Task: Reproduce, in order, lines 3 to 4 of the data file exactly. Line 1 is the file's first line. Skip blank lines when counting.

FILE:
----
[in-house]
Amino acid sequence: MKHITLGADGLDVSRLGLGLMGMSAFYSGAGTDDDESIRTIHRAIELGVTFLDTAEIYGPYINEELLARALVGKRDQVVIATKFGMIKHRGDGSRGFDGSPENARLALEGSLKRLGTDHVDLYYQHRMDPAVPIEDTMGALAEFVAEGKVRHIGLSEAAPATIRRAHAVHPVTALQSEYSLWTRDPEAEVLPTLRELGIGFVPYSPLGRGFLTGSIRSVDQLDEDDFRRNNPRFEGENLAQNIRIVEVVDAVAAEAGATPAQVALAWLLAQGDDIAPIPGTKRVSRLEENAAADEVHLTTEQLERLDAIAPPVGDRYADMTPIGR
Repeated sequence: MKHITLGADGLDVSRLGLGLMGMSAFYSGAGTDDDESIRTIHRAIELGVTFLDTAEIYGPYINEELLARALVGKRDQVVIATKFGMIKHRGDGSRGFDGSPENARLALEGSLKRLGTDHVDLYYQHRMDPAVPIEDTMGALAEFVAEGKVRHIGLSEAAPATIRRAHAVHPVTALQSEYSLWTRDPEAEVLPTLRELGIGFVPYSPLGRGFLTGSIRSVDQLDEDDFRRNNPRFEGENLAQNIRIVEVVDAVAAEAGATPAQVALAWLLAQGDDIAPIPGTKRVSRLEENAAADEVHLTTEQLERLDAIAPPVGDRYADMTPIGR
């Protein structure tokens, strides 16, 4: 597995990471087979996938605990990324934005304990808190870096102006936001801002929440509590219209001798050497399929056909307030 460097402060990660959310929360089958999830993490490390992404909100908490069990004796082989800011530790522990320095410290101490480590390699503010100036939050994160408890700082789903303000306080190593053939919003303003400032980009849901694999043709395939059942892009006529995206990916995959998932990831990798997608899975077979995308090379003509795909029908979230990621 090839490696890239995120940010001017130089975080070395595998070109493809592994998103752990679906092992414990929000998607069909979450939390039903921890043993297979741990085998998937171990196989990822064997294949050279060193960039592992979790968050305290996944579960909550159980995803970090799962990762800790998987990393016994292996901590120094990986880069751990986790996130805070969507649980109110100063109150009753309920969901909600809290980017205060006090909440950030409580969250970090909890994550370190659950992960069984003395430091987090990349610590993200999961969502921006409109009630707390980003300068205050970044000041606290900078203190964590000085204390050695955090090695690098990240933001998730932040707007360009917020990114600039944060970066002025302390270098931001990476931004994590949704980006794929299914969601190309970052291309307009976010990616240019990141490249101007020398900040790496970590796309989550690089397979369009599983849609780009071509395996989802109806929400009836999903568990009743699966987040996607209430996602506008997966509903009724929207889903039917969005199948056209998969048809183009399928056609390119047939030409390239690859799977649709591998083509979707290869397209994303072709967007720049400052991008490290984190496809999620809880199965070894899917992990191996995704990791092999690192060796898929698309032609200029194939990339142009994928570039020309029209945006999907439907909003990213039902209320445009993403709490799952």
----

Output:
Repeated sequence: MKHITLGADGLDVSRLGLGLMGMSAFYSGAGTDDDESIRTIHRAIELGVTFLDTAEIYGPYINEELLARALVGKRDQVVIATKFGMIKHRGDGSRGFDGSPENARLALEGSLKRLGTDHVDLYYQHRMDPAVPIEDTMGALAEFVAEGKVRHIGLSEAAPATIRRAHAVHPVTALQSEYSLWTRDPEAEVLPTLRELGIGFVPYSPLGRGFLTGSIRSVDQLDEDDFRRNNPRFEGENLAQNIRIVEVVDAVAAEAGATPAQVALAWLLAQGDDIAPIPGTKRVSRLEENAAADEVHLTTEQLERLDAIAPPVGDRYADMTPIGR
């Protein structure tokens, strides 16, 4: 597995990471087979996938605990990324934005304990808190870096102006936001801002929440509590219209001798050497399929056909307030 460097402060990660959310929360089958999830993490490390992404909100908490069990004796082989800011530790522990320095410290101490480590390699503010100036939050994160408890700082789903303000306080190593053939919003303003400032980009849901694999043709395939059942892009006529995206990916995959998932990831990798997608899975077979995308090379003509795909029908979230990621 090839490696890239995120940010001017130089975080070395595998070109493809592994998103752990679906092992414990929000998607069909979450939390039903921890043993297979741990085998998937171990196989990822064997294949050279060193960039592992979790968050305290996944579960909550159980995803970090799962990762800790998987990393016994292996901590120094990986880069751990986790996130805070969507649980109110100063109150009753309920969901909600809290980017205060006090909440950030409580969250970090909890994550370190659950992960069984003395430091987090990349610590993200999961969502921006409109009630707390980003300068205050970044000041606290900078203190964590000085204390050695955090090695690098990240933001998730932040707007360009917020990114600039944060970066002025302390270098931001990476931004994590949704980006794929299914969601190309970052291309307009976010990616240019990141490249101007020398900040790496970590796309989550690089397979369009599983849609780009071509395996989802109806929400009836999903568990009743699966987040996607209430996602506008997966509903009724929207889903039917969005199948056209998969048809183009399928056609390119047939030409390239690859799977649709591998083509979707290869397209994303072709967007720049400052991008490290984190496809999620809880199965070894899917992990191996995704990791092999690192060796898929698309032609200029194939990339142009994928570039020309029209945006999907439907909003990213039902209320445009993403709490799952």